Tech Data Corp. is taking steps to protect itself in the face of escalating trade tension.
Tech Data (Nasdaq: TECD), a Clearwater-based technology distributor and the largest company in the Tampa-St. Pete area based on revenue, has cut inventory of some products, Chuck Dannewitz, chief financial officer, said during a conference call Thursday morning.
“We’re closely monitoring developments concerning trade relations between the United States and China, and related matters such as security risks and export controls that may affect the market for certain technology products. Our inventory of products that may be impacted by these developments was approximately 50 percent lower at the end of Q2 as compared to the end of Q1,” Dannewitz said.
Tech Data has a relatively small number of products from vendors that could be impacted by the trade war, said Rich Hume, CEO.
“Last quarter, we talked about it being 4 percent of the overall inventory. You can do the math from there,” Hume told analysts on the Thursday call.
Trade uncertainty has impacted Tampa-St. Pete companies of all sizes in a variety of ways.
Tariffs had little impact on Tech Data’s financial results for the second quarter of fiscal year 2020, ended July 31, and so far in the third quarter of the fiscal year, there’s been no material tariff implications for the business, Hume said.
“That being said, we’ll watch to see how things unfold and then respond accordingly,” he said. “Our experience has been that if vendors want to increase prices based on any cost increment, they do so immediately and concurrent with their price change, we flow that through our system. Under most circumstances, we would not be impacted by such moves. In fact, as we talked about, it could provide us with a bit of a financial benefit.”
Overall, a stable demand environment and strong execution boosted Tech Data Q2 FY2020 results, Hume said
The company reported net income of $79.3 million, or $2.16 a share, on sales of $9.1 billion for the three months ended July 31. Sales were up 2 percent from the same quarter a year ago, net income was up 4 percent and earnings per share were up 10 percent, according to a news release.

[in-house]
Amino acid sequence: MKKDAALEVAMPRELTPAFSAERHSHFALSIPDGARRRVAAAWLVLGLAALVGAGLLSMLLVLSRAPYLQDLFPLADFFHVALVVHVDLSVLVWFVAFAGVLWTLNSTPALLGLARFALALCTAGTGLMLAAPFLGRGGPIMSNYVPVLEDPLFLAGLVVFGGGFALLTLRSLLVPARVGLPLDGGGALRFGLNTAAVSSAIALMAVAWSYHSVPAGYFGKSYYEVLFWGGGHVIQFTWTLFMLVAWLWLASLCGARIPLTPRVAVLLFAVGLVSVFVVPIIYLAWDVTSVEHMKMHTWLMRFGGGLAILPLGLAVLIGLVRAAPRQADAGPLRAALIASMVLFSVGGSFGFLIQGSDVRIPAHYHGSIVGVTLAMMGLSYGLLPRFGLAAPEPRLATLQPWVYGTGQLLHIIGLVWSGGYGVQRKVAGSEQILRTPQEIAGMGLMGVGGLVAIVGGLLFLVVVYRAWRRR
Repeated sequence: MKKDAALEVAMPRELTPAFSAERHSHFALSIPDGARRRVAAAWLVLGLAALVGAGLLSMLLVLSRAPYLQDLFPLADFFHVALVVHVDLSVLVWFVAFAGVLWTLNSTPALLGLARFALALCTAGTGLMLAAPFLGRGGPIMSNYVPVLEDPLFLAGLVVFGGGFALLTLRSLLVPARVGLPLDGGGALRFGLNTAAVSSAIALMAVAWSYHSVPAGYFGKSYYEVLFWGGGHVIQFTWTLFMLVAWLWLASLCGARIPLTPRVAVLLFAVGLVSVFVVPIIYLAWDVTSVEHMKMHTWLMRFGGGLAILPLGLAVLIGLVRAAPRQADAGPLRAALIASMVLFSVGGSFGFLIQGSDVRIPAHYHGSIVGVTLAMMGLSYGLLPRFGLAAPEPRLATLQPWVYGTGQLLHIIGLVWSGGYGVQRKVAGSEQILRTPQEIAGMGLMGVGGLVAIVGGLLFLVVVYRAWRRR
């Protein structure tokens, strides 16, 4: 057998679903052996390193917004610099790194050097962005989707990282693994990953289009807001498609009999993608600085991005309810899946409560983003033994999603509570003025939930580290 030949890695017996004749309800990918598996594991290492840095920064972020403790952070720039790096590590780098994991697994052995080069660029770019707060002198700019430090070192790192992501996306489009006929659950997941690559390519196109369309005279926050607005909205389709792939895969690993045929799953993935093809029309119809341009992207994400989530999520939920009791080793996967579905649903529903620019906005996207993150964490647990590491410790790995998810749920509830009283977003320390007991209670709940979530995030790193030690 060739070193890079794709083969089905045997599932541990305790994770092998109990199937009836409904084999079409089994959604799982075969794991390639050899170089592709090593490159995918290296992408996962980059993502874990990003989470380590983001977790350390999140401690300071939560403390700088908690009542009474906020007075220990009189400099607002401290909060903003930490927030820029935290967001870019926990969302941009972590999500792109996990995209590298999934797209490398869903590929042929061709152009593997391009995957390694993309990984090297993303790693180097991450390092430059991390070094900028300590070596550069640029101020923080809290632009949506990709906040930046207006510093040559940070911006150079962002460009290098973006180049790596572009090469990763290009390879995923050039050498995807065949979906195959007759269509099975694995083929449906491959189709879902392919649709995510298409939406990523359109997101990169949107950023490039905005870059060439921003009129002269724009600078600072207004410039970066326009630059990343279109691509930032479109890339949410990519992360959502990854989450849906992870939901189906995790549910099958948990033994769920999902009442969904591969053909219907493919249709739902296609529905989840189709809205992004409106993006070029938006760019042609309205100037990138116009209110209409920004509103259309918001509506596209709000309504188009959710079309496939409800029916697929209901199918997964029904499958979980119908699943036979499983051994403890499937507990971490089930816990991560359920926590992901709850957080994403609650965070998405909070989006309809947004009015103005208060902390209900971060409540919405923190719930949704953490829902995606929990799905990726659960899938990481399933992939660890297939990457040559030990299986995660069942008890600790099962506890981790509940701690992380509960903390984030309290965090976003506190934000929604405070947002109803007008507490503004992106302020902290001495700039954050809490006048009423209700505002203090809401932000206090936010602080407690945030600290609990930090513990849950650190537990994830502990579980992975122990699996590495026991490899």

Tech Data historically has been a high-volume, low-margin business. Hume implemented a new “higher value” strategy and a solutions-based approach that he says is leading to new business wins.
“Recently we provided a regional reseller a quote on several endpoint devices for PC hardware deployment. As our team learned more about the end user needs, we presented a more holistic subscription-based solution that included devices, services and software to meet the end user budget. They were delighted with the per-month offering, which allowed them to expand their technology buy and secure a better solution that met their business requirements. In addition, the new devices were preferred by the business users, which improved the user experience and enhanced their productivity. This solution-based proposal grew our reseller partner’s overall profit dollars substantially, in addition to significantly growing the total value of the deal,” Hume said.
He also said the global optimization program Tech Data announced a year ago is on track to hit its goal of annual cost savings of $70 million to $80 million by the end of fiscal year 2021, with half the savings being reinvested back into the business.
Tech Data separately announced an additional $200 million stock buyback, supplementing the $75 million that remained authorized and available, as of July 31 under a previous share repurchase program.
Tech Data’s stock was trading up nearly 20 percent at mid-day Thursday after the earnings and buyback announcements.